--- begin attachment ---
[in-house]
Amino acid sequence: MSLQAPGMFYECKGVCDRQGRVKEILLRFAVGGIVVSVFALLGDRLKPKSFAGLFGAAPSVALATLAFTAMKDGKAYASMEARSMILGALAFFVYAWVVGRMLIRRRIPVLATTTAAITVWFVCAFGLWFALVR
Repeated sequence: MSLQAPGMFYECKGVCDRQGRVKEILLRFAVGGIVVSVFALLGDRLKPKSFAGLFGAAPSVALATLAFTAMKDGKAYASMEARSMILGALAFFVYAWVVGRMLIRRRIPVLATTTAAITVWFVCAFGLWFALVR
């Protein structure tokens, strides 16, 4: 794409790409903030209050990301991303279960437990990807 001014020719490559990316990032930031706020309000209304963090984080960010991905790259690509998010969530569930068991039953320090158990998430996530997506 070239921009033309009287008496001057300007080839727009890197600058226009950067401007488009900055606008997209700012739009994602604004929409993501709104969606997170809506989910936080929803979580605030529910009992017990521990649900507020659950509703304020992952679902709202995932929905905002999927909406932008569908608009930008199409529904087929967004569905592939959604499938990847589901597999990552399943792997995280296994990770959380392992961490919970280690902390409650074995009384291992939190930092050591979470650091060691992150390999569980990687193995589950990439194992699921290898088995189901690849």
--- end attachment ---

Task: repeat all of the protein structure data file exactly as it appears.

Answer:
[in-house]
Amino acid sequence: MSLQAPGMFYECKGVCDRQGRVKEILLRFAVGGIVVSVFALLGDRLKPKSFAGLFGAAPSVALATLAFTAMKDGKAYASMEARSMILGALAFFVYAWVVGRMLIRRRIPVLATTTAAITVWFVCAFGLWFALVR
Repeated sequence: MSLQAPGMFYECKGVCDRQGRVKEILLRFAVGGIVVSVFALLGDRLKPKSFAGLFGAAPSVALATLAFTAMKDGKAYASMEARSMILGALAFFVYAWVVGRMLIRRRIPVLATTTAAITVWFVCAFGLWFALVR
């Protein structure tokens, strides 16, 4: 794409790409903030209050990301991303279960437990990807 001014020719490559990316990032930031706020309000209304963090984080960010991905790259690509998010969530569930068991039953320090158990998430996530997506 070239921009033309009287008496001057300007080839727009890197600058226009950067401007488009900055606008997209700012739009994602604004929409993501709104969606997170809506989910936080929803979580605030529910009992017990521990649900507020659950509703304020992952679902709202995932929905905002999927909406932008569908608009930008199409529904087929967004569905592939959604499938990847589901597999990552399943792997995280296994990770959380392992961490919970280690902390409650074995009384291992939190930092050591979470650091060691992150390999569980990687193995589950990439194992699921290898088995189901690849």